Since Houdon’s visit to America in 1785 and the creation of his Portrait of General Washington (Richmond) (ill.), since the French nation's gift to America of the Statue of Liberty in 1886 (ill.), French sculpture has held a special place in the United States. The Census of French Sculpture in American Public Collections (1500-1960) reveals for the first time the breadth and richness of this body of works. It has led and will continue to lead to the discovery of many works scattered across America, in places as diverse as museums, historic houses, government buildings, corporate collections, and public spaces.

The French Sculpture Census marks an important contribution to the study of the history of taste, the building of American museum collections, the development of the art market, and the transatlantic transit of art.

Its goal is to reach the widest audience possible: museum professionals, scholars, historians, collectors, dealers, and all those interested in French sculpture or wishing to know it better. Currently including approximately 7,300 sculptures, the Census is constantly growing. The ultimate number of works included will likely be between 15 and 20,000.

A national archival research project run jointly through CISM and the Nasher Sculpture Center in the United States and the Musée d’Orsay, INHA, Paris, the Musée Rodin and the Ecole du Louvre in France. Today the project counts 6491 sculptures by 655 artists in 302 locations, museums public buildings, outdoor space; its final estimate is 20,000 sculptures.  It is the most important catalogue of French sculpture outside France.

A FEW EXPLANATIONS

"Sculpture"

In the general category of "Sculpture" we have included sculptures, medals and plaquettes, Sèvres soft-paste porcelain, sculptures executed in ceramic and, in a few rare cases, functional objects.

"French": The French Connection

Each and every sculpture in the Census has a connection with France!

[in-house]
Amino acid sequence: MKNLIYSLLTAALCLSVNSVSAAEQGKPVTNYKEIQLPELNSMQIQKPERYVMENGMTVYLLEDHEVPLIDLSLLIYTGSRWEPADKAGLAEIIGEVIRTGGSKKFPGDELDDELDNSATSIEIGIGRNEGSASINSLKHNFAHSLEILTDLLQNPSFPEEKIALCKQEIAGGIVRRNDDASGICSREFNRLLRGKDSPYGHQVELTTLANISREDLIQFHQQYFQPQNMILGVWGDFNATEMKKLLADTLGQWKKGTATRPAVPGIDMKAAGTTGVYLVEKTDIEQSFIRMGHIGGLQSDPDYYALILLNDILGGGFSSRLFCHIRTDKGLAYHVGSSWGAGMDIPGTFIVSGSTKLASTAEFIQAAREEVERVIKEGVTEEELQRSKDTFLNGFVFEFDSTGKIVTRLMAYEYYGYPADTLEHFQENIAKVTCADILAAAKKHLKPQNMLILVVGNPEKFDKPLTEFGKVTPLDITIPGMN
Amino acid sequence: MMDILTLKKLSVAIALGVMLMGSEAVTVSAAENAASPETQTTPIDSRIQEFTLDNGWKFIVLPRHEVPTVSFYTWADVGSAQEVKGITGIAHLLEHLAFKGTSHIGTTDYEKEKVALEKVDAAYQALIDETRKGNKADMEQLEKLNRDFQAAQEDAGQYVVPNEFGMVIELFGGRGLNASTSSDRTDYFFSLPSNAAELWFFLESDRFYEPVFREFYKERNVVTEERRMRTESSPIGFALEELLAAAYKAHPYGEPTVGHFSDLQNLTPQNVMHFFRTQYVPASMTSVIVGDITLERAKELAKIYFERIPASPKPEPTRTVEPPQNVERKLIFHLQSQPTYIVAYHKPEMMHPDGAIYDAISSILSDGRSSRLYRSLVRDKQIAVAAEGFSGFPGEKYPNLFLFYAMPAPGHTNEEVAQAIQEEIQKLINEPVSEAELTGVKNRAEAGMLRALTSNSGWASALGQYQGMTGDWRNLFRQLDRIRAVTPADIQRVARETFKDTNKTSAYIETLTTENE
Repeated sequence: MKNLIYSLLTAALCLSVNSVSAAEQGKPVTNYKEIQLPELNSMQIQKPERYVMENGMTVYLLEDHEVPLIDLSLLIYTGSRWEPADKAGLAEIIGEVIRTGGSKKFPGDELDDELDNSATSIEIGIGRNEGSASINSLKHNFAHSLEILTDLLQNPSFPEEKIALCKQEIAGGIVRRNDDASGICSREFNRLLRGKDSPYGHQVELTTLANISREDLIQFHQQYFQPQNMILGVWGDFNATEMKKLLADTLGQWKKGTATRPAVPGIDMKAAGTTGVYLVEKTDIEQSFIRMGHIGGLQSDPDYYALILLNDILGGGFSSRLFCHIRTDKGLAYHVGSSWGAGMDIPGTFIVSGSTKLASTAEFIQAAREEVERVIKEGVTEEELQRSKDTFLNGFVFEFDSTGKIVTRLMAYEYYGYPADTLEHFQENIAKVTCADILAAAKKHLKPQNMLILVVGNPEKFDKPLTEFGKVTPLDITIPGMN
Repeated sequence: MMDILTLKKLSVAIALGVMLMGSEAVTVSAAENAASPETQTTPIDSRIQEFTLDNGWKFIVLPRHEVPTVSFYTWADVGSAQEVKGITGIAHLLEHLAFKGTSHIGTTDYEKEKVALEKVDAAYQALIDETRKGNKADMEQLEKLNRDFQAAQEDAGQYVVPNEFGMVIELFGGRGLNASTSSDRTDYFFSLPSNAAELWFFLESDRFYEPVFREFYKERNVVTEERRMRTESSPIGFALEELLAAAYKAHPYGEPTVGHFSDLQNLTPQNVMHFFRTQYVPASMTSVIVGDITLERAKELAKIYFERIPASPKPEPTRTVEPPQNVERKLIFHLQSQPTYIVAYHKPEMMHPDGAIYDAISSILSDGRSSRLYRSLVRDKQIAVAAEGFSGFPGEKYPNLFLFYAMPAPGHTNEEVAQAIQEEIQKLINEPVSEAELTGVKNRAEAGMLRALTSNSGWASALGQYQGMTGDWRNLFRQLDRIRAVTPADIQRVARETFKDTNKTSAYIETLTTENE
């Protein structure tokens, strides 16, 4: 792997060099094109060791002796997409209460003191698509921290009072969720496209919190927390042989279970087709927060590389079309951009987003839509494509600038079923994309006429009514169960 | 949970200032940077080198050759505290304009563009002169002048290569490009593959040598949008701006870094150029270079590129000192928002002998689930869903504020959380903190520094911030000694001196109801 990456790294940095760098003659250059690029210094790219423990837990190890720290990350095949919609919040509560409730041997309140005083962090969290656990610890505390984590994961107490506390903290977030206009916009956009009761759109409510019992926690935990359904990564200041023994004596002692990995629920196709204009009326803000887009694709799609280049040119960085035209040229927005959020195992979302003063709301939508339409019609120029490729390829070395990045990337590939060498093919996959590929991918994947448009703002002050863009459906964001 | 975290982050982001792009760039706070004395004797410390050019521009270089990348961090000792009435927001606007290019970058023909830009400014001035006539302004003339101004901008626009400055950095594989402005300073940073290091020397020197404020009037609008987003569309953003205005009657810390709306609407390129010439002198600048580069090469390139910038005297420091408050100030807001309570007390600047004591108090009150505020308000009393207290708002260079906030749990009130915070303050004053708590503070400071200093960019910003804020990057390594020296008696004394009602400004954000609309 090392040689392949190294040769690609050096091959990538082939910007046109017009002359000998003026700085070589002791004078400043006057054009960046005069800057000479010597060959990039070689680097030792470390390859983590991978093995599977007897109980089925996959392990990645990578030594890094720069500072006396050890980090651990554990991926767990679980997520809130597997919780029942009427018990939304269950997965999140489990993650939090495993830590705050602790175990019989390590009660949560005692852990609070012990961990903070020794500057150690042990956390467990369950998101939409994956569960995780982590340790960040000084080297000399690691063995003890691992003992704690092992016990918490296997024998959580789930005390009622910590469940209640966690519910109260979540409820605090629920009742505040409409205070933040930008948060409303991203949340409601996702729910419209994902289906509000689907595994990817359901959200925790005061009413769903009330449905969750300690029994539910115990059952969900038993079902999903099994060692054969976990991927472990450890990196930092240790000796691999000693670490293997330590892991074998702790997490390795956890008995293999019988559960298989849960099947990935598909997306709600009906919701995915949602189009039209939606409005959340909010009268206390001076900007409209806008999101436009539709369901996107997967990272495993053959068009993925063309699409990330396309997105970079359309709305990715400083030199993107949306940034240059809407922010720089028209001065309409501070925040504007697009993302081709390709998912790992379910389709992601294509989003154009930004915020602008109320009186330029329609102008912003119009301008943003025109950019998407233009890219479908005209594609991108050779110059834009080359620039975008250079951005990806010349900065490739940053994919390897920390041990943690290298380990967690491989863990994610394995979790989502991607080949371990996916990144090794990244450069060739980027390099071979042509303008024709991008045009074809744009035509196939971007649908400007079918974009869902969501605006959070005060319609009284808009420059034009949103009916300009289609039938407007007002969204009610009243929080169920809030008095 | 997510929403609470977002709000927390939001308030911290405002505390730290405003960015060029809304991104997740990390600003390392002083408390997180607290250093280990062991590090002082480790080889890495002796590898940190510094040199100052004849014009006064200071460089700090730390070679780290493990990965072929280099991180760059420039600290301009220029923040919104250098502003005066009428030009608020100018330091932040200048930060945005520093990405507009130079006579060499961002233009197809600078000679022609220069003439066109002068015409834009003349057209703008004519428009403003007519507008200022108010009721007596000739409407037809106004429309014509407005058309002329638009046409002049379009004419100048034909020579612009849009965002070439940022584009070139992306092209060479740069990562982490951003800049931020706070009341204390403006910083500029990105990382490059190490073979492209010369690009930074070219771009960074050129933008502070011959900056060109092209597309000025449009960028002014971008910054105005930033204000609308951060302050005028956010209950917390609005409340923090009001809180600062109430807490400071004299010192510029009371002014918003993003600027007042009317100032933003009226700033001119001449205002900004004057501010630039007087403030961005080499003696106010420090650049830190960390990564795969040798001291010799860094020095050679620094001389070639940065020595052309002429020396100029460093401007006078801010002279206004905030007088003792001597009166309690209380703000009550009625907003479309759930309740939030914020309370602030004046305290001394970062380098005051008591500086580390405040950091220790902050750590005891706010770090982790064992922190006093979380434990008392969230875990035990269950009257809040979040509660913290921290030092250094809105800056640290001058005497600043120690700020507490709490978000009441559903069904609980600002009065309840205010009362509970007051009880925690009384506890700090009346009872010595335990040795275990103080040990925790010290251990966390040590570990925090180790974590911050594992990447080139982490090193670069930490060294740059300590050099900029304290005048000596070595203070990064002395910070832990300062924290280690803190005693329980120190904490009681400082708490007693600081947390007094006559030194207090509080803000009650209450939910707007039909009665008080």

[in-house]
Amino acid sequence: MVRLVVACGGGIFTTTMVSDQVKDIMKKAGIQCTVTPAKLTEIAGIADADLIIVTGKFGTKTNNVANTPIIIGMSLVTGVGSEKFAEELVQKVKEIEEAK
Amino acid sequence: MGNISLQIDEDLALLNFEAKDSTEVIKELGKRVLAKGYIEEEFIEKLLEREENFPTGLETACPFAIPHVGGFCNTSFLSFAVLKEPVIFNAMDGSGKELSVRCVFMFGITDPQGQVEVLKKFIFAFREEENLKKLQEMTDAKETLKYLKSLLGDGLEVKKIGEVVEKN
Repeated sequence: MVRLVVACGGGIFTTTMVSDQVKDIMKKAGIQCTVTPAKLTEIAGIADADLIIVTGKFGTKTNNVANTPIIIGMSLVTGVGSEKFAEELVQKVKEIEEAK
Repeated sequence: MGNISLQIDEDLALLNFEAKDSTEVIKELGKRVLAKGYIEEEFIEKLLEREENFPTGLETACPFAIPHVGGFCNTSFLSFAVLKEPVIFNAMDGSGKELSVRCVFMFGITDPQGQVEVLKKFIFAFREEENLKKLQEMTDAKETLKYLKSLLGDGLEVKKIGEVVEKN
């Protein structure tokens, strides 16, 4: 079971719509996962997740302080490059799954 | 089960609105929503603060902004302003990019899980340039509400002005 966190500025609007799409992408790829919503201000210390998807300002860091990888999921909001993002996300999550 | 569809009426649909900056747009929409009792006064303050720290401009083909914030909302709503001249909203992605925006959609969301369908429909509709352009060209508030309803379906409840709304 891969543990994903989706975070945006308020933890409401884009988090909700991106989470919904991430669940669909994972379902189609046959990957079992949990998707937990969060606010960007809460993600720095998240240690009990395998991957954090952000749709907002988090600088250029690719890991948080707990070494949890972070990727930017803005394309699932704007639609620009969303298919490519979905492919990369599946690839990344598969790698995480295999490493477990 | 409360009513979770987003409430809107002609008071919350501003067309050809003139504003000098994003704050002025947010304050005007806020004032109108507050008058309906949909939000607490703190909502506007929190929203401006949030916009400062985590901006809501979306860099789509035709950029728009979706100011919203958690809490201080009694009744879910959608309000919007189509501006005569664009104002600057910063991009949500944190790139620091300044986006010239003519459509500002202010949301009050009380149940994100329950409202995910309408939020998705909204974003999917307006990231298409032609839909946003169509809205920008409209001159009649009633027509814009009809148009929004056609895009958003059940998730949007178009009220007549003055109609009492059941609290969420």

In the vast majority of cases, the objects' authors are French, either by birth or by acquired citizenship. But some works were also created by artists who came to France to work durably or settle permanently.

"American public collections"

The Census includes art museums, science museums, libraries, public institutions, government buildings, historic houses, and public spaces. Corporate collections are included with the prior approval of the company.
For the vast majority of the museums, the collections are comprehensive.

The program leader is Laure de Margerie, Coordinator, French Sculpture Census. 

The website is both a resource and an educational tool. It offers a glossary of sculpture terms, texts on the making of a sculpture, references for French legal texts defining originals and reproductions, and a series of “Spotlights” on specific works.

ADVISORY COMMITTEE

on the American side:
 - Valerie FLETCHER, Senior Curator, Hirshhorn Museum and Sculpture Garden, Washington, D.C.
 - June HARGROVE, Professor of 19th c. Art History, University of Maryland, College Park, MD
 - Mary LEVKOFF, Curator and Department Head, Sculpture and Decorative Arts, National Gallery of Art, Washington, D.C.
 - Anne POULET, Former Director, Frick Collection, New York

on the French side:
 - Geneviève BRESC-BAUTIER, Emeritus Director of the Sculpture Department, Musée du Louvre, Paris
 - Brigitte LÉAL, Director of collections, National Museum of Modern Art, Centre Pompidou, Paris
 - Antoinette LE NORMAND-ROMAIN, General Director,of the Institut national d’histoire de l’art, Paris
 - Anne PINGEOT, Emeritus Sculpture Curator, Musée d’Orsay, Paris



Please find the French Sculpture Census here: http://www.frenchsculpture.org 

Online Worldwide USA

French Sculpture Census

When
2015
Where